[This post is the introduction of the resource “Managing consultants on think tank research projects” by Raymond Struyk. Download the resource.]
Essentially, all think tanks turn to consultants to supplement their resident staff. Often a think tank undertakes a project for which it has some of the required experts but not all, and it adds a consultant with the missing expertise to the project team. Less frequently, consultants are added to augment the number of experts working on a project, even though the think tank has technical capacity in all the necessary fields.
Consultants engaged to work on a specific project can provide expertise on a narrow issue, such as the details of the appropriate econometric technique to be employed. They can also work closely with resident staff, providing guidance on an episodic basis. Alternatively, a consultant can be assigned to execute a nearly free-standing part of a project and carry out the work largely independently and submit a report on the work done.
In all cases the think tank must execute five tasks well to obtain a good product efficiently: (1) use a strong contract and prepare a comprehensive Terms of Reference (TOR); (2) carefully select the consultant; (3) estimate and negotiate the consultant’s payment; (4) actively monitor the consultant’s progress, especially where the task is large or spread over several months; and, (5) exercise rigorous quality control over the draft products it receives.
This post focuses on managing individual consultants, as opposed to consulting firms, engaged to carry out major tasks largely independently, ranging from executing analytic tasks to being the sole author of major reports. To make the discussion more precise I use a specific case: the think tank hires a consultant to write a report that is part of a larger project, and she will work nearly full time on the task for four months.
This post addresses the tasks listed in the previous paragraph except identifying the right consultant for a task.
The stakes for hiring a consultant are high: a poor-quality product creates a major problem for the think tank which then has to work with the consultant on significant corrections or organize a re-do. At a minimum, staff time must be devoted to working closely with the consultant on revisions. The worst case, when the work must be redone, involves an expensive process of recruiting another analyst, managing that person, and critically reviewing the product. Whether a repair or replacement, significant management and financial costs are incurred by the think tank; often the delivery date for the product is missed, creating reputational costs.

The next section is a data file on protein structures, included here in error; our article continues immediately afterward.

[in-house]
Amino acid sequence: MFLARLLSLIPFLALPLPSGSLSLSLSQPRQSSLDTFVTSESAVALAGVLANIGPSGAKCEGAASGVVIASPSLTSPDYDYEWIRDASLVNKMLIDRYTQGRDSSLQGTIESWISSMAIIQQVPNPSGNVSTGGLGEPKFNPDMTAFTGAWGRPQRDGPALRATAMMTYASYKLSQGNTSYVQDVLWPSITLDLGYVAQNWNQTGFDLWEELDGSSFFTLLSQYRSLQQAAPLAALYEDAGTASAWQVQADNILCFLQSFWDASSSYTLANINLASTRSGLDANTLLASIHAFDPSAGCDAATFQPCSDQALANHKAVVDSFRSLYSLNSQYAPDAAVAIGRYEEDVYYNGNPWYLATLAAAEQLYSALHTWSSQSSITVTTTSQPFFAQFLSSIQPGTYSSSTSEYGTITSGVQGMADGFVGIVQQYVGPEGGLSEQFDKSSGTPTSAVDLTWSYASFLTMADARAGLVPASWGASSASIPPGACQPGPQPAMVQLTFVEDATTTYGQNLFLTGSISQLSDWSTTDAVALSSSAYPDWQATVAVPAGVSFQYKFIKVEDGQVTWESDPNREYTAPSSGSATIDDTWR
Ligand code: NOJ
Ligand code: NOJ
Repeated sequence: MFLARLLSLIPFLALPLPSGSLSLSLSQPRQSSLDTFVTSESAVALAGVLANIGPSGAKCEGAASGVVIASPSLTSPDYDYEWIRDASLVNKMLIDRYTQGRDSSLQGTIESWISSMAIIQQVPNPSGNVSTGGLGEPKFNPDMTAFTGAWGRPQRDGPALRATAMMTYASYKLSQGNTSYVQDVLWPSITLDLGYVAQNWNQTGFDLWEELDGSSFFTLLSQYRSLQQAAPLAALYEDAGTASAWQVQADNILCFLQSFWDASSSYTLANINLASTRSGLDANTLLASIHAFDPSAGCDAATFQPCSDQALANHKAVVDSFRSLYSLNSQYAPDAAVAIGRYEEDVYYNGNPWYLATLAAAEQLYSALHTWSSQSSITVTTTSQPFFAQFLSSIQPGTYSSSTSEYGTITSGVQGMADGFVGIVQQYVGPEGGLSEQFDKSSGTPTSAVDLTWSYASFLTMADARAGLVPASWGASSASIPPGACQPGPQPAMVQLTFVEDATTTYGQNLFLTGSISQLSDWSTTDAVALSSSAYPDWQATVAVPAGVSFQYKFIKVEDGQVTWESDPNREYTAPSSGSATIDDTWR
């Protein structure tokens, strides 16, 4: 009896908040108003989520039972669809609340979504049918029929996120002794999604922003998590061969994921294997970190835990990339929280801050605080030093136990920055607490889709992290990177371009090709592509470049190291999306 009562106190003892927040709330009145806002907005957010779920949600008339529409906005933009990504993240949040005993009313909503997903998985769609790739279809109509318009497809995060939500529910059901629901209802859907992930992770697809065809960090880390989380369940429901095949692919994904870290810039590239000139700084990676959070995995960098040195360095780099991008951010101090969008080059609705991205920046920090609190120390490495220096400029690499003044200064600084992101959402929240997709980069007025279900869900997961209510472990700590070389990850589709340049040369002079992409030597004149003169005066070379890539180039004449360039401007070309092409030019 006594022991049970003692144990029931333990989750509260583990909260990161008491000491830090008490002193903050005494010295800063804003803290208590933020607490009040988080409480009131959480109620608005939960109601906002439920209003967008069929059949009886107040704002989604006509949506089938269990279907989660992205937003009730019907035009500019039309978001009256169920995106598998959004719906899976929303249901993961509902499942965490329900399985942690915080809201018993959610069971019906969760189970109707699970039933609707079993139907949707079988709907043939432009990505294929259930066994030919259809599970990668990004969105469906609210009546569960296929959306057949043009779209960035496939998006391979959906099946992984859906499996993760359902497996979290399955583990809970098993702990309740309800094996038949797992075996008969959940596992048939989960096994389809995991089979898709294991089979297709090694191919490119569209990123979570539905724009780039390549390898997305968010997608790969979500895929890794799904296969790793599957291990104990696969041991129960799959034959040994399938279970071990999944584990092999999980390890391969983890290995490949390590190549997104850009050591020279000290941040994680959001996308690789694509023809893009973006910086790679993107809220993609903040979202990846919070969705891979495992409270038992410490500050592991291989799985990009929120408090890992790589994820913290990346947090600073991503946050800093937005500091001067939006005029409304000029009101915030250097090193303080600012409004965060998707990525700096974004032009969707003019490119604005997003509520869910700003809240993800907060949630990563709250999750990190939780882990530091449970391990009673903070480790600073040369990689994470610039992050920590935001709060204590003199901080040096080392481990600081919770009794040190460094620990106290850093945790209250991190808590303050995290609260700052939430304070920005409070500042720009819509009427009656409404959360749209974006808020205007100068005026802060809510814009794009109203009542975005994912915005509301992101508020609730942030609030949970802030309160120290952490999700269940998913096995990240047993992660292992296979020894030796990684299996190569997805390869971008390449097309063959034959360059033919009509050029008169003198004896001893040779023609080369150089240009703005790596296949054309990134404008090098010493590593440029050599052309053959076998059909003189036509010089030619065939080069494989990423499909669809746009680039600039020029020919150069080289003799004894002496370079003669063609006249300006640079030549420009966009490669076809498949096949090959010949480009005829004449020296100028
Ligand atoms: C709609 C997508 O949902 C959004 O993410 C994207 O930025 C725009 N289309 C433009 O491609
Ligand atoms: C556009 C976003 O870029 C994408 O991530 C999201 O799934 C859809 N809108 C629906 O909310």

Despite hiring and managing consultants being a common task, learning to do so is essentially learned on-the-job. Researchers certainly are not prepared at university for writing strong TORs and probably not much better prepared for defining the LOE (level of effort) needed for common consulting assignments.
Likewise, there is little literature to consult (there is a substantial void in the guidance available in the think tank human resource management literature). An energetic search for relevant articles and books on Google Scholar and other sites yielded few even tangentially relevant documents.+
Hence, my objective is to lay out strong practices for think tanks in managing individual consultants based on two primary sources of hands-on experience. First, I consulted in detail with highly experienced research managers at three think tanks widely regarded as well-managed about their own practices and which tasks they view as the most critical in managing consultants. The managers provided copies of the contracts and forms their institutes use with consultants. These think tanks are: the Urban Institute, the Results for Development Institute, and the Institute for Urban Economics. The first two are large organizations (measured by staff size, headcounts range from 150 to about 500) located in the U.S. The last is in Russia with a staff of about 30, although its management practices were developed when its head count was around 100.+ In the following pages, they are referred to collectively as participating think tanks. The second source is my own successes and disappointments in hiring and managing consultants in the U.S. and in a dozen transition and developing countries.
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This document is a part of the new OTT Best Practices Series. If you would like to submit a piece on best practices for research and policy institutes, please get in touch.